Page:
Born in 1932 in Central China's Hunan Province, Yan majored in archaeology at the Department of History at Peking University. After graduating in 1958, he later joined the faculty of the University.

Throughout his career, he held significant positions such as the head of the Archaeology Department at Peking University and vice chairman of the Chinese Archaeological Society. Currently, he is a senior professor at the University.

According to Shen, during Yan's term as head of the School of Archaeology and Museology, he actively promoted the internationalization of Chinese archaeology and contributed significantly to China's Neolithic archaeology, emerging as a representative figure in this field.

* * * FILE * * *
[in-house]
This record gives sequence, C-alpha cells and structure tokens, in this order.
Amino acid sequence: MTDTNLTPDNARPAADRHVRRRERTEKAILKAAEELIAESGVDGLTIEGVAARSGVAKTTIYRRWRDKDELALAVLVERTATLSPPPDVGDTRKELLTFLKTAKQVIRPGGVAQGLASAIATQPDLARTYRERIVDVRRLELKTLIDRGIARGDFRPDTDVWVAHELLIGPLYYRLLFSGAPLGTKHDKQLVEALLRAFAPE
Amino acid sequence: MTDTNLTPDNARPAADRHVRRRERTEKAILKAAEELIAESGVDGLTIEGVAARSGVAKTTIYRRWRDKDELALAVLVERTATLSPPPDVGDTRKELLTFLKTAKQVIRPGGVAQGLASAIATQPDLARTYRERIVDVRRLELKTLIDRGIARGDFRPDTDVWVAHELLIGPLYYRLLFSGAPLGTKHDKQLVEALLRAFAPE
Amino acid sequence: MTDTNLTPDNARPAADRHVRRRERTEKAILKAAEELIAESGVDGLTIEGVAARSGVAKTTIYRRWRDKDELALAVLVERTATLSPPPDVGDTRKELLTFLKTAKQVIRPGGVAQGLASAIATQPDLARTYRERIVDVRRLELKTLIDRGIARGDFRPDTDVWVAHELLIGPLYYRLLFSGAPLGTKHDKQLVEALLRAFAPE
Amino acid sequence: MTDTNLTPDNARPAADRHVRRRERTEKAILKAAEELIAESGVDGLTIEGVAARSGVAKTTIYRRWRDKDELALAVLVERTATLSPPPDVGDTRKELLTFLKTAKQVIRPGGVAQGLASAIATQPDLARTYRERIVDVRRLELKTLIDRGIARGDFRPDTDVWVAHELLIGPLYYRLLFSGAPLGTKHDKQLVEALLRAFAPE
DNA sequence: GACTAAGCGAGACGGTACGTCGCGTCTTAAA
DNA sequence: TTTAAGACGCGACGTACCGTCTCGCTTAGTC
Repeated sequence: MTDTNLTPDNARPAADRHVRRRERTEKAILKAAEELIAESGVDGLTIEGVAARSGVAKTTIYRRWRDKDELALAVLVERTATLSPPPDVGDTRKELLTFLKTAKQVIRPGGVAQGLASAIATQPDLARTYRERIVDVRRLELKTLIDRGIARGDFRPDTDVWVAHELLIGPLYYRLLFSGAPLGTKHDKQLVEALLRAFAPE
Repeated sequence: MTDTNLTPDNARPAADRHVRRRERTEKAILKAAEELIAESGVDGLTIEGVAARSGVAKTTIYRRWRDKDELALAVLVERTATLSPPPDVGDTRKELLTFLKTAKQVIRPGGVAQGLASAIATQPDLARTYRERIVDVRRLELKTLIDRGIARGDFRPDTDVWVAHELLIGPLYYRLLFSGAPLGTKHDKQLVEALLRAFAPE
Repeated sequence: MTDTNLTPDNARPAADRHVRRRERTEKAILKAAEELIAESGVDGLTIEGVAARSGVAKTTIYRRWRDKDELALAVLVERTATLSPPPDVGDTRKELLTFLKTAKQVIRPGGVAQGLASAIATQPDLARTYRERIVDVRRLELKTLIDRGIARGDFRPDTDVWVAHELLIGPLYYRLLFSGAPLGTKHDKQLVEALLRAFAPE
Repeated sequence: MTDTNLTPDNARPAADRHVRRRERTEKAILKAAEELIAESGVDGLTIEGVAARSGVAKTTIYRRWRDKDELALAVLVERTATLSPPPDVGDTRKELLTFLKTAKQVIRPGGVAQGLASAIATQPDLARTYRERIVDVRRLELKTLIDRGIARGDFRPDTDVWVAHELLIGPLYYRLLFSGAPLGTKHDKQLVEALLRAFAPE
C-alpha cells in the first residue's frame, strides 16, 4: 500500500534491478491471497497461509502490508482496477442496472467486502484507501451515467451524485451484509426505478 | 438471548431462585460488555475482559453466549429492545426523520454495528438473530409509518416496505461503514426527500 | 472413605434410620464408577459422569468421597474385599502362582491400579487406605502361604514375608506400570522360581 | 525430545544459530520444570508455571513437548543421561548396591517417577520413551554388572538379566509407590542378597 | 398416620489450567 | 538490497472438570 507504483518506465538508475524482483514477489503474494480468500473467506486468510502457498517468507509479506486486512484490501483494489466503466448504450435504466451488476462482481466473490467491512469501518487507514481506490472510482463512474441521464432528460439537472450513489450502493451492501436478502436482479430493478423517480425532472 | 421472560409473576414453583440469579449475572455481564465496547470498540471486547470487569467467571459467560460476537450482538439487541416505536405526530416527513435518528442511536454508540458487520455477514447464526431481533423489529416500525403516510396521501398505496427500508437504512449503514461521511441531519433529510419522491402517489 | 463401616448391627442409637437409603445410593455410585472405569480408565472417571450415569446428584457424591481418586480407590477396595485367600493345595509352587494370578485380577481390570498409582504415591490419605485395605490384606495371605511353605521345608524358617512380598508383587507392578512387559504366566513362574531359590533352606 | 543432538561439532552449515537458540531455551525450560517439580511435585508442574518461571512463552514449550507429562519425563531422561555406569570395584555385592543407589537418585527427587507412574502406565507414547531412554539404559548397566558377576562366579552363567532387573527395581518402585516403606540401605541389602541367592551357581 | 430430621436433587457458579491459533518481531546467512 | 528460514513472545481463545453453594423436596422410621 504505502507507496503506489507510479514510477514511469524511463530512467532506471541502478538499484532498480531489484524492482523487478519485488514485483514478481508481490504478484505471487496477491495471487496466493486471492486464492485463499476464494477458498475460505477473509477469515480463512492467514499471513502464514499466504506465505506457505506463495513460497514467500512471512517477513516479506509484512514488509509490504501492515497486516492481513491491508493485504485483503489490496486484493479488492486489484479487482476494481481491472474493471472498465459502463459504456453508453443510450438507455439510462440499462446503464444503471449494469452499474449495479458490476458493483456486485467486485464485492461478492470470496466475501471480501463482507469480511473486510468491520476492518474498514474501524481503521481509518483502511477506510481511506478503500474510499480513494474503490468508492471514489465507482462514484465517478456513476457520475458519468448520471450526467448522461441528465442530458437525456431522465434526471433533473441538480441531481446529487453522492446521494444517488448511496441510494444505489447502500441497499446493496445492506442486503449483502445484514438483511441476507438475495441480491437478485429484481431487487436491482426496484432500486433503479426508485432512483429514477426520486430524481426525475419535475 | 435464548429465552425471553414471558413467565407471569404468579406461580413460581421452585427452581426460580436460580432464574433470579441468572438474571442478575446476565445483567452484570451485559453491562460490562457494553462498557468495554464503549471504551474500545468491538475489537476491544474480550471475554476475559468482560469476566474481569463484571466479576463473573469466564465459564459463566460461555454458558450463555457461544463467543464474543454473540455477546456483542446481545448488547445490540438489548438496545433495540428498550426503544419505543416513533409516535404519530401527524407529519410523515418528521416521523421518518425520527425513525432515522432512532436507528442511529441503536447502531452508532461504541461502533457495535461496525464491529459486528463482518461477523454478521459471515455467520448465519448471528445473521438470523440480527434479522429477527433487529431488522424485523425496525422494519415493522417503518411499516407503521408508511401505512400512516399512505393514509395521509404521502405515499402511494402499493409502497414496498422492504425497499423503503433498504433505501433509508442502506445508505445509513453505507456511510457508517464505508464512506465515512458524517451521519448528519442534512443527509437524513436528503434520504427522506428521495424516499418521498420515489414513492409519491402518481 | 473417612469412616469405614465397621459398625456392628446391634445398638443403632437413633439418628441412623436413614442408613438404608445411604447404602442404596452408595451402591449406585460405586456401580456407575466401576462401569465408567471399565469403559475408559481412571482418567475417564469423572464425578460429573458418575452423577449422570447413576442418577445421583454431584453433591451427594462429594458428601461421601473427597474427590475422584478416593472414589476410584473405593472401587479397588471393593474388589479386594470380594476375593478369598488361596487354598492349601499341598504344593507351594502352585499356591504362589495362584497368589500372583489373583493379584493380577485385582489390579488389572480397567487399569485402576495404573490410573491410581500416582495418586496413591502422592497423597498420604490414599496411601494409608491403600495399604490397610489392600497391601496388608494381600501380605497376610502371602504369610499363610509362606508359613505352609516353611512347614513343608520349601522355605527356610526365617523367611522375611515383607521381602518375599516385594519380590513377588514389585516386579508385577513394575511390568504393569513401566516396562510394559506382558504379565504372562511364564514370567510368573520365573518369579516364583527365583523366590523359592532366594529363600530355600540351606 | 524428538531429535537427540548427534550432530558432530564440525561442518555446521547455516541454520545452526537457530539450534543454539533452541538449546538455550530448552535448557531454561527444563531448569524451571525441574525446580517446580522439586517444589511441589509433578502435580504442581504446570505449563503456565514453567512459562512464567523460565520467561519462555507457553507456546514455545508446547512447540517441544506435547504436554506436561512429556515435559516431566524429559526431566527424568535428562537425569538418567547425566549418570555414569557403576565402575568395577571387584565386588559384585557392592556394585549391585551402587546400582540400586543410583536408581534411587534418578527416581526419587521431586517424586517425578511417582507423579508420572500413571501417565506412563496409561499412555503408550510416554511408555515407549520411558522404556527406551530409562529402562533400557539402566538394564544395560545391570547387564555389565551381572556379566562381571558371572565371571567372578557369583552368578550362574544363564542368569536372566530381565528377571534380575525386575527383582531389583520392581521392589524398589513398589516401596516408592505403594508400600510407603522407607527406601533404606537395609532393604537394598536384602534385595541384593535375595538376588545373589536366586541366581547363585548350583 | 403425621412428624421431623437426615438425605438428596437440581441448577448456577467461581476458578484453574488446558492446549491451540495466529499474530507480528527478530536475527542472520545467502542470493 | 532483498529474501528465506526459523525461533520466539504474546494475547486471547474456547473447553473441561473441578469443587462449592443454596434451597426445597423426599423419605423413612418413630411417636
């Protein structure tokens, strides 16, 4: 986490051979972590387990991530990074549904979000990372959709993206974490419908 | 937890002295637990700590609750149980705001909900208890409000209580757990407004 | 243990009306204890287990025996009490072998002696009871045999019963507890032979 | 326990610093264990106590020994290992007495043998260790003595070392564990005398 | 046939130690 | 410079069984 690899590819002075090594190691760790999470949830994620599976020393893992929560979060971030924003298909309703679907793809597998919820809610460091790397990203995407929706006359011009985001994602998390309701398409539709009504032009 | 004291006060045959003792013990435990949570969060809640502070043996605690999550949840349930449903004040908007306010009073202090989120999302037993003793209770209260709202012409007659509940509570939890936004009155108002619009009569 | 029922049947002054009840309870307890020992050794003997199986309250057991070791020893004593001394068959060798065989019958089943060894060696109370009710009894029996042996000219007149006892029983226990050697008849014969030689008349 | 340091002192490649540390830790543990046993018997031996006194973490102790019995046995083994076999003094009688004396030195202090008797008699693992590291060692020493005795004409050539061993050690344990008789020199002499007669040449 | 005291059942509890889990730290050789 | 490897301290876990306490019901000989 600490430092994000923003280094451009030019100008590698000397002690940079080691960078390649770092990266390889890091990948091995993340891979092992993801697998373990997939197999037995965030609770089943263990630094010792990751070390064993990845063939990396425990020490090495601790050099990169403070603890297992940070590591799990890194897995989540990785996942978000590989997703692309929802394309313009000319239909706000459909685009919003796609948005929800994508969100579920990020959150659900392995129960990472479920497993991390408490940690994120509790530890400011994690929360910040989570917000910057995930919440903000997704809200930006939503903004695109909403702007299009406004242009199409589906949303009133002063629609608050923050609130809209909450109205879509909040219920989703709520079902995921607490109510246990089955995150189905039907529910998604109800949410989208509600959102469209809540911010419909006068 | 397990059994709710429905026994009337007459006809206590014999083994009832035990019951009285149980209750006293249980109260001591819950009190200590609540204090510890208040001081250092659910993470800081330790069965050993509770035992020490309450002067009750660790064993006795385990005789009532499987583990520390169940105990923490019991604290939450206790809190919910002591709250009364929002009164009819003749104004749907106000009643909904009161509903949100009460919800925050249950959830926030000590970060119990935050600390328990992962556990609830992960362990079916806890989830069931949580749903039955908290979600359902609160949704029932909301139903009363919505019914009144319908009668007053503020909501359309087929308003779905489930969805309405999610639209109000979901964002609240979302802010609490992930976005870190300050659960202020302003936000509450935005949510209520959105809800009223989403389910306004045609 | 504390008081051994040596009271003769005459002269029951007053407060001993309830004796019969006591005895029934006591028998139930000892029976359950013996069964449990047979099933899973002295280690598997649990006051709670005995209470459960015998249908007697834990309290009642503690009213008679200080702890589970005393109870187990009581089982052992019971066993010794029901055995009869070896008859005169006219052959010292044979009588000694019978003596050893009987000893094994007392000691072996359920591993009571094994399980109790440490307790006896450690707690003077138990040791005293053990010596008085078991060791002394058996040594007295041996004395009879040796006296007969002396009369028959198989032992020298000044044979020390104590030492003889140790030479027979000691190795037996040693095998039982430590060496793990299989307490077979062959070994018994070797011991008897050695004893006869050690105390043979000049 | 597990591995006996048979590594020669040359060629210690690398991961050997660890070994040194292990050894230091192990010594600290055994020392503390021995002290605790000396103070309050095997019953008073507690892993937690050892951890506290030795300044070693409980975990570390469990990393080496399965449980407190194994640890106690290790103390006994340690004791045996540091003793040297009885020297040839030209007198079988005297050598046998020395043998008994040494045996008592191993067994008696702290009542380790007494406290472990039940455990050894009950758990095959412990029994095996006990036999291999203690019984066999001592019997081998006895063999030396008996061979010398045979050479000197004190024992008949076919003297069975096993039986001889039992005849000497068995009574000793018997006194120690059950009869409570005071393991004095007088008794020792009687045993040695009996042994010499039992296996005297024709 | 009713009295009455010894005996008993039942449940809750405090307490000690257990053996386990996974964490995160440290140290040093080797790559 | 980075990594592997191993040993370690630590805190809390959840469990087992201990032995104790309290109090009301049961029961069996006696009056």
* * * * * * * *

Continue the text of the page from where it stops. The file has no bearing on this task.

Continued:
Yan's academic journey began with his outstanding research on the Yangshao culture. One of the world's earliest Neolithic cultures, it was mainly distributed along the middle and lower reaches of the Yellow River. His extensive investigations into the Neolithic period across the country laid the foundation for the chronological and genealogical framework for research into Chinese Neolithic culture.

Yan also advocated for interdisciplinary research, integrating archaeology with natural sciences. His book Research on the Yangshao was awarded the First Prize for Outstanding Achievements in Humanities and Social Sciences, among other awards.

The forum also celebrated nine SAF Field Discovery Awards, including the remarkable discoveries at the Sanxingdui site in Guanghan, Southwest China's Sichuan Province. The site, which dates back 3,000 years, witnessed a new round of excavations starting in 2019. Notable among the findings are six sacrificial pits containing over 17,000 cultural relics, including gold ware, bronze vessels, pottery, and jade artifacts.